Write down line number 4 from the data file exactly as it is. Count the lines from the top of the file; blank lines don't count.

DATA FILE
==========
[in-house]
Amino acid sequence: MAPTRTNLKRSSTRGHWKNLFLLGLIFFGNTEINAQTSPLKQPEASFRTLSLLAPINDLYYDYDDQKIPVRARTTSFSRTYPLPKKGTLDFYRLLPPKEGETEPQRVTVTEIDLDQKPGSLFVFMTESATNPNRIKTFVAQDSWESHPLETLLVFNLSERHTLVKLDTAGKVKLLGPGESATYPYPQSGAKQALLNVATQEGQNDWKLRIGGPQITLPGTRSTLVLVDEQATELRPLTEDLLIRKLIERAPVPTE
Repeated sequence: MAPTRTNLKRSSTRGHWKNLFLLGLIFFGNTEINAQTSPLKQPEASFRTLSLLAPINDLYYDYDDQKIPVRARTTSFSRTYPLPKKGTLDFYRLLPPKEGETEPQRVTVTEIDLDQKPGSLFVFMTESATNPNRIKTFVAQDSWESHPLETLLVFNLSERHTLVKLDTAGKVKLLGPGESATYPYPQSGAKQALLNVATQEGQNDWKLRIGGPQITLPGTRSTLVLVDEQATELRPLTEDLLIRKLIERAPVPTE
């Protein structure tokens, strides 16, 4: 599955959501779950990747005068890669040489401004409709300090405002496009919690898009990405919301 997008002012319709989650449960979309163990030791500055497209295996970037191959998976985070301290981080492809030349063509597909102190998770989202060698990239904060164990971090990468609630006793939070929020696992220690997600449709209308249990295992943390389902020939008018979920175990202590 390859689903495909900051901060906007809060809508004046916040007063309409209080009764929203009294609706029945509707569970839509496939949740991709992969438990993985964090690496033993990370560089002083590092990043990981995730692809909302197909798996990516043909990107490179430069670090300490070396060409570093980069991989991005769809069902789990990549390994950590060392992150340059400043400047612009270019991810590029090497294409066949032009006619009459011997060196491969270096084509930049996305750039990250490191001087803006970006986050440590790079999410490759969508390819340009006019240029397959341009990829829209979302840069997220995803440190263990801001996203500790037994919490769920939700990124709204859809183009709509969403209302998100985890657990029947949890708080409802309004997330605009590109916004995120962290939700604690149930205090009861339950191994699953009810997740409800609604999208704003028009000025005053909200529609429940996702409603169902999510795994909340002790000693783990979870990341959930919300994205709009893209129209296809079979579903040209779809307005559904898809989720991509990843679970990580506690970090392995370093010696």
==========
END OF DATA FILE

């Protein structure tokens, strides 16, 4: 599955959501779950990747005068890669040489401004409709300090405002496009919690898009990405919301 997008002012319709989650449960979309163990030791500055497209295996970037191959998976985070301290981080492809030349063509597909102190998770989202060698990239904060164990971090990468609630006793939070929020696992220690997600449709209308249990295992943390389902020939008018979920175990202590 390859689903495909900051901060906007809060809508004046916040007063309409209080009764929203009294609706029945509707569970839509496939949740991709992969438990993985964090690496033993990370560089002083590092990043990981995730692809909302197909798996990516043909990107490179430069670090300490070396060409570093980069991989991005769809069902789990990549390994950590060392992150340059400043400047612009270019991810590029090497294409066949032009006619009459011997060196491969270096084509930049996305750039990250490191001087803006970006986050440590790079999410490759969508390819340009006019240029397959341009990829829209979302840069997220995803440190263990801001996203500790037994919490769920939700990124709204859809183009709509969403209302998100985890657990029947949890708080409802309004997330605009590109916004995120962290939700604690149930205090009861339950191994699953009810997740409800609604999208704003028009000025005053909200529609429940996702409603169902999510795994909340002790000693783990979870990341959930919300994205709009893209129209296809079979579903040209779809307005559904898809989720991509990843679970990580506690970090392995370093010696």